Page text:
Here's the One Reason Your Indoor Plants Aren't Thriving
Do you sometimes feel like the whole world is against you? Do you sometimes come home to find your indoor plants, the only responsibility you've allowed yourself to take on, are looking more lifeless with every passing day? You're doing everything right: you're not overwatering, you're not under-watering. You give them just enough sun, and you regularly take to their leaves with a damp cloth, dust be gone. Why, then, aren't they prospering?
The reason your indoor plants aren't thriving could very well be the temperature inside your home. Complicating matters further, the climate in your hometown is potentially at odds with the general temperature inside your house, especially with the increased time people are spending inside and the related reliance on indoor heating and cooling.
With many of the most popular indoor plants native to rainforest regions with high humidity, they tend to struggle in drier climates. Read on to find out exactly what temperature your indoor plant needs in order for it to thrive.
Fiddle Leaf Fig
These popular indoor plants are native to the western African countries Cameroon and Sierra Leone, where they grow in lowland tropical rainforest. It follows, then, that they prefer a warm, humid climate conducive to moisture and free from chilly drafts. For this plant to thrive, the temperature should be at least 18°C (65°F). As far as humidity goes, keep your fiddle leaf on a tray of gravel and surround it with other plants.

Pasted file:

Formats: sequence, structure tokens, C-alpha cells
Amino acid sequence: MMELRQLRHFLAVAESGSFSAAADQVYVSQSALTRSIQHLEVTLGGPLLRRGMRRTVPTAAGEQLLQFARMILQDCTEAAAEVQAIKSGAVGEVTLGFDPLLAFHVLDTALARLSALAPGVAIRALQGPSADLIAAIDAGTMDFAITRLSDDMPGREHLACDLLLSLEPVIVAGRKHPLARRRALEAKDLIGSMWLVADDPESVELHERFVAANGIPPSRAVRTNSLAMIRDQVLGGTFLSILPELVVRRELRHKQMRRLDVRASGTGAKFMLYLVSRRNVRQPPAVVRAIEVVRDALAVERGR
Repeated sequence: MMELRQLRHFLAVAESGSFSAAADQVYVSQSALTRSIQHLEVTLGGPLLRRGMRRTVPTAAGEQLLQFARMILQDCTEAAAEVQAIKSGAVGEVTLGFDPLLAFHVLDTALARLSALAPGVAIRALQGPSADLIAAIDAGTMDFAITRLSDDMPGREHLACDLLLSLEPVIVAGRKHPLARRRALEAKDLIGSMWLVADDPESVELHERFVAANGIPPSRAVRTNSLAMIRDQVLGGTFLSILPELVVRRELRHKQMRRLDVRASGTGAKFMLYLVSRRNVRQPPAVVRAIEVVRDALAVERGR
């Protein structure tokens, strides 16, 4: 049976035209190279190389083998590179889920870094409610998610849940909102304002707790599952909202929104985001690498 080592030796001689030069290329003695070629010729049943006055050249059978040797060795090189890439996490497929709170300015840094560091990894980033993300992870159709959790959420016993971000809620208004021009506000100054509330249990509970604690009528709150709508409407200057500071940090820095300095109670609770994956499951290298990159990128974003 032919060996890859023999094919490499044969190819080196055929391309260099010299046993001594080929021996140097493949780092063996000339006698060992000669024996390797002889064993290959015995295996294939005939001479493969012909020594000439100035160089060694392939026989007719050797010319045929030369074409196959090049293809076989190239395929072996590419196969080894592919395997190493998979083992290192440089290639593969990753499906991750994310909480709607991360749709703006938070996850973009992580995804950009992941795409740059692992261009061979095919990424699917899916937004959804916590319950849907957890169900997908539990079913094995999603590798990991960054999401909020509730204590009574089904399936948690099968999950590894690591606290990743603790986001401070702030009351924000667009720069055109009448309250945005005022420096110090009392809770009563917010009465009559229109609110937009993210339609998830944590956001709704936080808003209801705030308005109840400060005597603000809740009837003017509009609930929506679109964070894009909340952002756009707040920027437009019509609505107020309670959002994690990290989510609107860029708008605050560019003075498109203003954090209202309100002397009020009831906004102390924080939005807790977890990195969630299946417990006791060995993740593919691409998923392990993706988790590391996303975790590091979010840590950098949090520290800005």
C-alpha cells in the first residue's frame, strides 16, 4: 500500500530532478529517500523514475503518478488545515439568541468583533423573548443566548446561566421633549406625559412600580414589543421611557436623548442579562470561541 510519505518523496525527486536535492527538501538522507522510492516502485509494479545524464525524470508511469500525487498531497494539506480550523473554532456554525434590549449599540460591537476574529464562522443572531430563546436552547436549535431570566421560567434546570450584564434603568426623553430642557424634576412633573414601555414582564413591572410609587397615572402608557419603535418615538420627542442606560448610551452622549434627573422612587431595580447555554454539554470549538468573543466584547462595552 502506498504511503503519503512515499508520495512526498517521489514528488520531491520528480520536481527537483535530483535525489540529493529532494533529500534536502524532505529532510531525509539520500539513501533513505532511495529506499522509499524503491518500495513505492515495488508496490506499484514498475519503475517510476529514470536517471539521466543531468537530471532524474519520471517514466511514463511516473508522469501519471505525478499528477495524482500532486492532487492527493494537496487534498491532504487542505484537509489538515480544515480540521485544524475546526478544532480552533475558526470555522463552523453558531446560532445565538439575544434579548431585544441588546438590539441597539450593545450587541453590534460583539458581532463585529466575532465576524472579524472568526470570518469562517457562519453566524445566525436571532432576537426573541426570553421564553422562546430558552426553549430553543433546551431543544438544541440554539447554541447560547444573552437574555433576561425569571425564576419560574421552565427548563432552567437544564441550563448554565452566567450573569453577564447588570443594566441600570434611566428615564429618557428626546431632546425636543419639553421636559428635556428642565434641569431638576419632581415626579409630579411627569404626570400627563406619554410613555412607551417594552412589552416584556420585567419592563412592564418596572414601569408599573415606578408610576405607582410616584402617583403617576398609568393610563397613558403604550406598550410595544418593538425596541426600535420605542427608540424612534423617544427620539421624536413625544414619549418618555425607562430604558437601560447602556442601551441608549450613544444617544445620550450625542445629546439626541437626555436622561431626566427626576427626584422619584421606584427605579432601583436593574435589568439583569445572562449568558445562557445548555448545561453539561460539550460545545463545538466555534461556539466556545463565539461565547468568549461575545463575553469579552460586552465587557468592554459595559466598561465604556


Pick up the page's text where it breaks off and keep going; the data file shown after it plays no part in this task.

The monstera plant is native to tropical forests in the south of Mexico and thrives in humid climates. If you don't live anywhere tropical, keep the temperature at a minimum of 20°C (68°F) and be sure to mist your monstera once a week.
Native to the Society Islands of French Polynesia, Devil's Ivy is another popular indoor plant that loves a tropical climate. But unlike the monstera and the fiddle leaf it is a great choice for anyone living somewhere with low humidity. This plant is almost impossible to kill and stays green even when starved of sunlight. As long as your house stays above 12°C (55°F) it should be right.
Ideally the rubber plant should enjoy a minimum 15°C (60°F) temperature, but can withstand cold snaps as low as 10°C (50°). The most important thing here is to maintain a steady temperature year-round, as the rubber plant can be sensitive to temperature changes.
Now we're talking. Boston ferns are evergreen and can survive the occasional cold blast. With frequent misting they'll be able to thrive in a less-than-tropical indoor climate, making them a fine choice for indoor plant lovers in dry geographical locations.
If you're really concerned about your track record with indoor plants, skip the tropical varieties and get yourself a hardy cactus or succulent. Keep your cactus in a sunny room that stays cool in the winter (i.e. away from that fan heater you've been blasting).
Want to know exactly how to grow an indoor jungle at home? We asked self-taught plant expert Kelly Thompson for her advice.